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The Sharing Economy Part 2: Governments Strike Back

The Sharing Economy Part 2: Governments Strike Back

The sharing economy uses digital platforms to connect suppliers willing to provide services or use of assets with consumers.  Think of Uber and Airbnb.  These multinationals are structured to channel profits to low-tax jurisdictions.  As with Google and Microsoft, tax authorities have begun to challenge these business models.  In part two of this series, Fanny Karaman and Beate Erwin explain how these business models are being challenged.

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The Sharing Economy Part 1: New Business Models + Traditional Tax Rules Don’t Mix

The Sharing Economy Part 1: New Business Models + Traditional Tax Rules Don’t Mix

The current international tax system was established on principles dating back to the first half of the 19th century, when a nation’s retail economy consisted mostly of brick-and-mortar stores.  As the purchase of services and goods was gradually dematerialized and internet giants such as Google or Microsoft appeared, governments struggled adapt tax rules to keep up with new business models.  Now, governments around the world have shifted their focus to a relatively new part of the digital economy called the “sharing economy.”  Fanny Karaman and Beate Erwin look at recent tax developments in the world of Airbnb and Uber.

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Trump and the Republican-Led Congress Seek Overhaul of International Tax Rules

Trump and the Republican-Led Congress Seek Overhaul of International Tax Rules

Elizabeth V. Zanet and Beate Erwin compare the proposals that comprise the Trump tax plan and the House Republican Tax Reform Blueprint, which will be submitted to Congress as part of a massive overhaul of U.S. tax law.  Tax rates for individuals and corporations would likely be lowered, the standard deduction would be increased, and capital gains tax rates would remain at the same level.  The net investment income tax would be repealed.  The estate tax and generation skipping tax would be repealed.  The gift tax would remain.  Other provisions are discussed, also.

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French v. U.S. Share-based Compensation Plans: A Comparative Analysis

French v. U.S. Share-based Compensation Plans: A Comparative Analysis

Share-based compensation incentives are commonly used by corporations worldwide.  Employees defer income or realize income immediately at a low value, and the employer accepts a deferred or reduced deduction for compensation expense.  Three or four key moments in the life of a stock-based compensation plan can be identified as taxable events: (i) the grant of share-based compensation, (ii) the exercise of an option, (iii) the “vesting” of the underlying shares, and (iv) their subsequent sale.  Fanny Karaman and Stanley C. Ruchelman explore tax treatment in France and the U.S. in the context of a French employee who participates in a French plan and is then assigned to the U.S.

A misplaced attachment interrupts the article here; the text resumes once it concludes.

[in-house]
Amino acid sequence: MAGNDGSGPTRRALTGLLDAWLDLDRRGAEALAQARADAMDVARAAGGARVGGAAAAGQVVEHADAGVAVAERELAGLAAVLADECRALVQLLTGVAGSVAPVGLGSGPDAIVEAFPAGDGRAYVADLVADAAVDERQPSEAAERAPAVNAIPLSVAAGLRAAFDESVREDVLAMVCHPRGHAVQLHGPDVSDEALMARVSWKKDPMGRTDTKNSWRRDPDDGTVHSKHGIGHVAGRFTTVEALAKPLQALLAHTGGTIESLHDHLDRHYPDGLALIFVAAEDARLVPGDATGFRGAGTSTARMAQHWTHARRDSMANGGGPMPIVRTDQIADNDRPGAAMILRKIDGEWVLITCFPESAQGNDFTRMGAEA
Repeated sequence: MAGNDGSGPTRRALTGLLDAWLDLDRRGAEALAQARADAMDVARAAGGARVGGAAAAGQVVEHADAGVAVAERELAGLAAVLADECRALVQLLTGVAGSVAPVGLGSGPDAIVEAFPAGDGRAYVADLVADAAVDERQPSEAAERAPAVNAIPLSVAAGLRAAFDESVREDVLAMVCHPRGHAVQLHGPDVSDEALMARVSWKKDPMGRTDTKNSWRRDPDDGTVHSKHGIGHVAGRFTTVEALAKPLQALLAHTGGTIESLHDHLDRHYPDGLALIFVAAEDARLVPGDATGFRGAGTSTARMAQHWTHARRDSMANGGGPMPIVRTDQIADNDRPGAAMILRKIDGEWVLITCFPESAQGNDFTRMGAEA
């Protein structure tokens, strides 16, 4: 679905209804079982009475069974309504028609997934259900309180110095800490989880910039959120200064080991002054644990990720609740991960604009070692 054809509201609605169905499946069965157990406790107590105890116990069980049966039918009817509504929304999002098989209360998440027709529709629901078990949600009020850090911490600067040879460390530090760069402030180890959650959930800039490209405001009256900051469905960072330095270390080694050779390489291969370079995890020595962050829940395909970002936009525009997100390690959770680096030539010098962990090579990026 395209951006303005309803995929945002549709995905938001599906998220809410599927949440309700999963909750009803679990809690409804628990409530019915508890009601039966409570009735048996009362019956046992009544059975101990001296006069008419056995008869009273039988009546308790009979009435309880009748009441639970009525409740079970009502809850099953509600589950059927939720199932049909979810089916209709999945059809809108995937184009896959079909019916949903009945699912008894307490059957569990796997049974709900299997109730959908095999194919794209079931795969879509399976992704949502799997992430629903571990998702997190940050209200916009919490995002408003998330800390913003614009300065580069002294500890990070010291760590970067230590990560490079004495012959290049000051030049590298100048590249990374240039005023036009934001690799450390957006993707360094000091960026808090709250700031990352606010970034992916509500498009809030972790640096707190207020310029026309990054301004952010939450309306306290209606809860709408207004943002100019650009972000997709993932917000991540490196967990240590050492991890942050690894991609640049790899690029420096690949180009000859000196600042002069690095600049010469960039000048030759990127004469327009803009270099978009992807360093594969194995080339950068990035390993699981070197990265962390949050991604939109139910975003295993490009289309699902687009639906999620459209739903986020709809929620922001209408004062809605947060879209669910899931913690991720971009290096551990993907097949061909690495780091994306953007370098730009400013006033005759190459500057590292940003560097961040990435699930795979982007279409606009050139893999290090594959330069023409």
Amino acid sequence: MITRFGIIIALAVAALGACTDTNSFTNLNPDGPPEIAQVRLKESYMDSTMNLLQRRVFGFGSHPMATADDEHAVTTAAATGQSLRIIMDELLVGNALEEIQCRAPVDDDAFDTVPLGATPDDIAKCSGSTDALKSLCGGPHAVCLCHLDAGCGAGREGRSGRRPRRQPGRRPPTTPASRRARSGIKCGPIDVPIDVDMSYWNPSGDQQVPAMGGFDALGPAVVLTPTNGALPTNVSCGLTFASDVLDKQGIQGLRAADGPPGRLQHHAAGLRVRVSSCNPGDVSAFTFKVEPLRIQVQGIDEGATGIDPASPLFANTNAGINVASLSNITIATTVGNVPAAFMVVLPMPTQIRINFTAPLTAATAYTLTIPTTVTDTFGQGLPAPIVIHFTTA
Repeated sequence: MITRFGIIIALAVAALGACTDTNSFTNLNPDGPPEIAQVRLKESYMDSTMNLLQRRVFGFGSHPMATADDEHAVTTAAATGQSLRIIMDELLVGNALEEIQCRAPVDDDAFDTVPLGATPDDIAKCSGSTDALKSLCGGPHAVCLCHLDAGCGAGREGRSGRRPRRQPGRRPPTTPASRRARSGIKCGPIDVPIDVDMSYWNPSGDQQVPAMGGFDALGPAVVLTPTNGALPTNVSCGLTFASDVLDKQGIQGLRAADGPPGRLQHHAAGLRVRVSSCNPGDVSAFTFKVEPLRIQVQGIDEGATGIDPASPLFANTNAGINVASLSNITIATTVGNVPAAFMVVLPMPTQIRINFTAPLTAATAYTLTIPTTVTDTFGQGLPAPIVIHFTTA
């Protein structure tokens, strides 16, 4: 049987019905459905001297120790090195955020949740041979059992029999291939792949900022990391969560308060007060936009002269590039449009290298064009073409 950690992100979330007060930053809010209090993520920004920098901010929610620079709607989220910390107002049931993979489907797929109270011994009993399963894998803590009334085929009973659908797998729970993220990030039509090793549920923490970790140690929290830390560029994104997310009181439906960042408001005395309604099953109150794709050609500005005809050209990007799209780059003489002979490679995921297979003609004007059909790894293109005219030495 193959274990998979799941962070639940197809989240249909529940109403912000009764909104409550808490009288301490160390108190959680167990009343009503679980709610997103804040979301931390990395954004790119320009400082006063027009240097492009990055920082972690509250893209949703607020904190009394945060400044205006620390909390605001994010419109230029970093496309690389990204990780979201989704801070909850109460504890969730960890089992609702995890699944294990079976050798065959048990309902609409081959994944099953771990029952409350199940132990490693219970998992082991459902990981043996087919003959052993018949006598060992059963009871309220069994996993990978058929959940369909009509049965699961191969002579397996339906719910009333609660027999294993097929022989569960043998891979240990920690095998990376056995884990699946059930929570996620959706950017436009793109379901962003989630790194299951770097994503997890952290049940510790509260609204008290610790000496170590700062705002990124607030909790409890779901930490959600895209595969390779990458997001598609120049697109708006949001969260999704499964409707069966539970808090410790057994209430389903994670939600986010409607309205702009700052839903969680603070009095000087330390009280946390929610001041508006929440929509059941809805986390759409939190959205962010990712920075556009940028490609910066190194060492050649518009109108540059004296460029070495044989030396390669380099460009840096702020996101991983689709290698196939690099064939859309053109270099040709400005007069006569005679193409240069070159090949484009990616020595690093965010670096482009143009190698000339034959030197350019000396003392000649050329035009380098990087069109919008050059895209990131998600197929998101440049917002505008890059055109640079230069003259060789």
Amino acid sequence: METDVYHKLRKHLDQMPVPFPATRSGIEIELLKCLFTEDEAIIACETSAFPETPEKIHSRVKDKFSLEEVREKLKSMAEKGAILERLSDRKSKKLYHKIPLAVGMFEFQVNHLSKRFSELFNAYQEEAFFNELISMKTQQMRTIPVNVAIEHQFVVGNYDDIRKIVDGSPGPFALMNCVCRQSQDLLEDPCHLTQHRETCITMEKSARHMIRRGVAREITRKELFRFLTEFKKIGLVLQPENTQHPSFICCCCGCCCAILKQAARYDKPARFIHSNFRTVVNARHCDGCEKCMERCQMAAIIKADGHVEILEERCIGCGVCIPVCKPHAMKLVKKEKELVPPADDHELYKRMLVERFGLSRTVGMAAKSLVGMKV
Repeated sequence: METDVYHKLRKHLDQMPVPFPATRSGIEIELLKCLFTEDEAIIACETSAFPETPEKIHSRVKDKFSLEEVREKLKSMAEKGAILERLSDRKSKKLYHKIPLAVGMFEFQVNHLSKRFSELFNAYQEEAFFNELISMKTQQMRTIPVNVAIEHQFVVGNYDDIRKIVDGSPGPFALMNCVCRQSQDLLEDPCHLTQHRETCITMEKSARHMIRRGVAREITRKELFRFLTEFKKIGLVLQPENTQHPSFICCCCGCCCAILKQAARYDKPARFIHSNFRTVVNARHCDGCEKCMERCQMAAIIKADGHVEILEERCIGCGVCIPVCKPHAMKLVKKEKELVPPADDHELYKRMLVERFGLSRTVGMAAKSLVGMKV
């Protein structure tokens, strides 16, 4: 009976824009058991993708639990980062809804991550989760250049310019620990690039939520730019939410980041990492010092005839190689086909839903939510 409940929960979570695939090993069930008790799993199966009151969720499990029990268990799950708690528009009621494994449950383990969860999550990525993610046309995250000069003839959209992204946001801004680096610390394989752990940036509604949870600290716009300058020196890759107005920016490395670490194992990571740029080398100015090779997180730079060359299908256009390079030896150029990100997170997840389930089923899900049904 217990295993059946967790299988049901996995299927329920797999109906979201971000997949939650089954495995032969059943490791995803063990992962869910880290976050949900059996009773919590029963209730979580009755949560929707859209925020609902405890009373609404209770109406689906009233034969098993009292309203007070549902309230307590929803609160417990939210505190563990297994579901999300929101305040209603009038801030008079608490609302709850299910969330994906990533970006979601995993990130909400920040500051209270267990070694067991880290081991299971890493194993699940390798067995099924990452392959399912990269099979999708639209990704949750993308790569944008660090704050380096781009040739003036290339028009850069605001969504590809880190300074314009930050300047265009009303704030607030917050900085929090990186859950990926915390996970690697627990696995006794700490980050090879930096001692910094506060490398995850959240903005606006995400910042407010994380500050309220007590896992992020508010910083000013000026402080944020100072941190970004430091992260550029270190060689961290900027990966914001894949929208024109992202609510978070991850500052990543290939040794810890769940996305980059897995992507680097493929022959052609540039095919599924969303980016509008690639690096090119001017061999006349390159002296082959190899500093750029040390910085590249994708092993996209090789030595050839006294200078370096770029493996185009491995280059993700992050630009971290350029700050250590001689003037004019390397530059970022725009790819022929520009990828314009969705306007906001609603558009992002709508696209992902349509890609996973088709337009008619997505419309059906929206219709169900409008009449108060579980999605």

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Corporate Matters: If I Can Make it There, I Can Make It...

We have recently been receiving instructions from a variety of European clients looking to open either an office or retail location in New York. These clients are looking for advice across a range of topics: from location and leases to signage and insurance. In this month’s “Corporate Matters,” Simon H. Prisk addresses typical start-up legal needs of foreign clients expanding retail business to the U.S.

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“Helen of Troy” Inversions Continue

volume 2 no 4   /   Read article

By Rusudan Shervashidze and Andrew P. Mitchel

This month, our team delves into the Joint Committee Report addressing international tax reform in a series of articles. The Joint Committee Report discovers that a better tax result is obtained when foreign low-tax profits are removed from the U.S. tax stream, leaving more for shareholders and executives. Is it an inversion or merely self-help? Andrew P. Mitchel and Rusudan Shervashidze explain.  See more →

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Guidance for Canadian Snowbirds

Published in The Bottom Line, December 2014.

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Hybrid Entities in Cross Border Transactions: The Canadian Experience, the U.S. Response, & B.E.P.S. - the O.E.C.D. End Game

Published by the Practising Law Institute (PLI).

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Hybrid Entities in Cross Border Transactions: The Canadian Experience - The U.S. Response [2008]

Published by the Practising Law Institute (PLI) in the Partnership Tax Practice Series: Planning for Domestic & Foreign Partnerships, LLCs, Joint Ventures & Other Strategic Alliances, 2008.

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Cross-Border Canadian-U.S. Planning

Published by ALI-ABA in The Practical Tax Lawyer, Volume 19, Issue 2: 2005.

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Economic Substance Around the World

Joint Meeting of the American Bar Association – Section of Taxation: May 2004.

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